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Am J Surg Pathol. 2009 Jul;33(7):1078-84. doi: 10.1097/PAS.0b013e31819d0a4d.

Flat epithelial atypia on core needle biopsy: which is the right management?

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  • 1Division of Pathology, Azienda Ospedaliera di Verona, piazzale Stefani 1, Verona 37126, Italy.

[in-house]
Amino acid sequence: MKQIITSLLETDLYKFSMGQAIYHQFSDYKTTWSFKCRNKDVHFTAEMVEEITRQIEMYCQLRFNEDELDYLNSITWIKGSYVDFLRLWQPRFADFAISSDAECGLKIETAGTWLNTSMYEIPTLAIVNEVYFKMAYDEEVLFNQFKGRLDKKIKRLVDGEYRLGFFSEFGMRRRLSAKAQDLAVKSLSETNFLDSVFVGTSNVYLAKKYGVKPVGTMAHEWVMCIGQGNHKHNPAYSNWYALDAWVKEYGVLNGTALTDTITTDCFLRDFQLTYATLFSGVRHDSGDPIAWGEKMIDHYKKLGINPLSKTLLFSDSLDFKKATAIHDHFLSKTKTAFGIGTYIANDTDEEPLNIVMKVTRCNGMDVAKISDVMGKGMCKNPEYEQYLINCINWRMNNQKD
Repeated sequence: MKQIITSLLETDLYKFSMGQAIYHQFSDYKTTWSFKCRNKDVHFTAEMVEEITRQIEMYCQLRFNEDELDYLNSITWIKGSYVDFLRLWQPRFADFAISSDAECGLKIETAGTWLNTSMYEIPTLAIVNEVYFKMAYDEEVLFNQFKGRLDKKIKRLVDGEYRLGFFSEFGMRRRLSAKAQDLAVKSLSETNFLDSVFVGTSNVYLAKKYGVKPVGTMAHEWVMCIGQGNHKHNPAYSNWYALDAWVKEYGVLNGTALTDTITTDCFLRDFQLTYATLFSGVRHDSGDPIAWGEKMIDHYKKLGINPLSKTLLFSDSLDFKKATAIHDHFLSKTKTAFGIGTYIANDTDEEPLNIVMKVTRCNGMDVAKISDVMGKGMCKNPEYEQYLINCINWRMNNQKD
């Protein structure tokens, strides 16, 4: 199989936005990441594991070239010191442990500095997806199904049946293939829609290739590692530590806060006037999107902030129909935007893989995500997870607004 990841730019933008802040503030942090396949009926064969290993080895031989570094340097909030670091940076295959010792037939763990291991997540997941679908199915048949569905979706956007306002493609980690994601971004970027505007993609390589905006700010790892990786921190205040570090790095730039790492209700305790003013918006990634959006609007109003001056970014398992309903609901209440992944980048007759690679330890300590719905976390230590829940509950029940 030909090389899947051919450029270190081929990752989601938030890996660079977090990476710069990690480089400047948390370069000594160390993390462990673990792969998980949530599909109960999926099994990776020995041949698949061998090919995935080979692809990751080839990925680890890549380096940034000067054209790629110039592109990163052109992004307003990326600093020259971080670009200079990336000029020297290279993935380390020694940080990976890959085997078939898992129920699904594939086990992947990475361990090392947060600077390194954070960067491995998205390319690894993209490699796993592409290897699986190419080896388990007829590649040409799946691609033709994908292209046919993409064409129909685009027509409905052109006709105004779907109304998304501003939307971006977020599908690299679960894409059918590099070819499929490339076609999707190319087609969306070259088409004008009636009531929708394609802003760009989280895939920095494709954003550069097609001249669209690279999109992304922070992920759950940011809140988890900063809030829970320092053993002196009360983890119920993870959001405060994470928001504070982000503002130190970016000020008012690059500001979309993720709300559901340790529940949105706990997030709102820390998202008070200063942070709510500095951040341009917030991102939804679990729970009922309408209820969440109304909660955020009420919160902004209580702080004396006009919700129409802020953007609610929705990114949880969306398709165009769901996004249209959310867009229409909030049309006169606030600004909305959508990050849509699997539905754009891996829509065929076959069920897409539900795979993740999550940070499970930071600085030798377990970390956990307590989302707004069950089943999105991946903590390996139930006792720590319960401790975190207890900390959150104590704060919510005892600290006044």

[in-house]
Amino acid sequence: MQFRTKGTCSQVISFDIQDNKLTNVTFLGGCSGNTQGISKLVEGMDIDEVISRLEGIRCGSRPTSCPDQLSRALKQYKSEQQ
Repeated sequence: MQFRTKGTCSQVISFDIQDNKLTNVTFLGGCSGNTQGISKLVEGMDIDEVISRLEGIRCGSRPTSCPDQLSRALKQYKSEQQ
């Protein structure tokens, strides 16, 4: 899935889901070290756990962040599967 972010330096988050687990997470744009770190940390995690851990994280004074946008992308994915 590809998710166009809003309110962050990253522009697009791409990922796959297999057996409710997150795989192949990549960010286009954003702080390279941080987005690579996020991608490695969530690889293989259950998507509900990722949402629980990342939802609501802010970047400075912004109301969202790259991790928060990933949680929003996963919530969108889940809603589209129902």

The clinical significance and management (surgical excision vs. follow-up) of the patients with the diagnosis of flat epithelial atypia (FEA) on core needle biopsy (CNB) are actually under discussion. Using standardized criteria and precise terminology, we analyzed retrospectively our CNB diagnosis of FEA, dividing patients with pure FEA as the most advanced pathologic lesion from patients with FEA associated to atypical ductal hyperplasia (FEA+ADH). Both the categories were correlated with radiologic data and findings on subsequent surgery. We evaluated 875 core needle biopsies (11-gauge stereotactic vacuum-assisted procedure), performed over a 5-year period. A CNB diagnosis of pure FEA was made in 33/875 (3.7%) cases; in other 11 (1.2%) cases we observed the coexistence of FEA and ADH. Subsequent surgical excisions were available in 20/33 pure FEA and in 10/11 FEA+ADH: of the 20 patients with pure FEA on CNB, none had either ductal carcinoma in situ or invasive carcinoma in their excisional biopsy, whereas 3/10 (30%) FEA+ADH on CNB showed, at subsequent surgery, more advanced lesions (2 ductal carcinoma in situ, 1 invasive carcinoma). Our results suggest that patients with an 11-gauge vacuum-assisted CNB diagnosis of pure FEA (especially if related to a small radiologic target, completely or almost completely removed by the needle biopsy procedure) could be spared surgical excision and managed with close radiologic follow-up.

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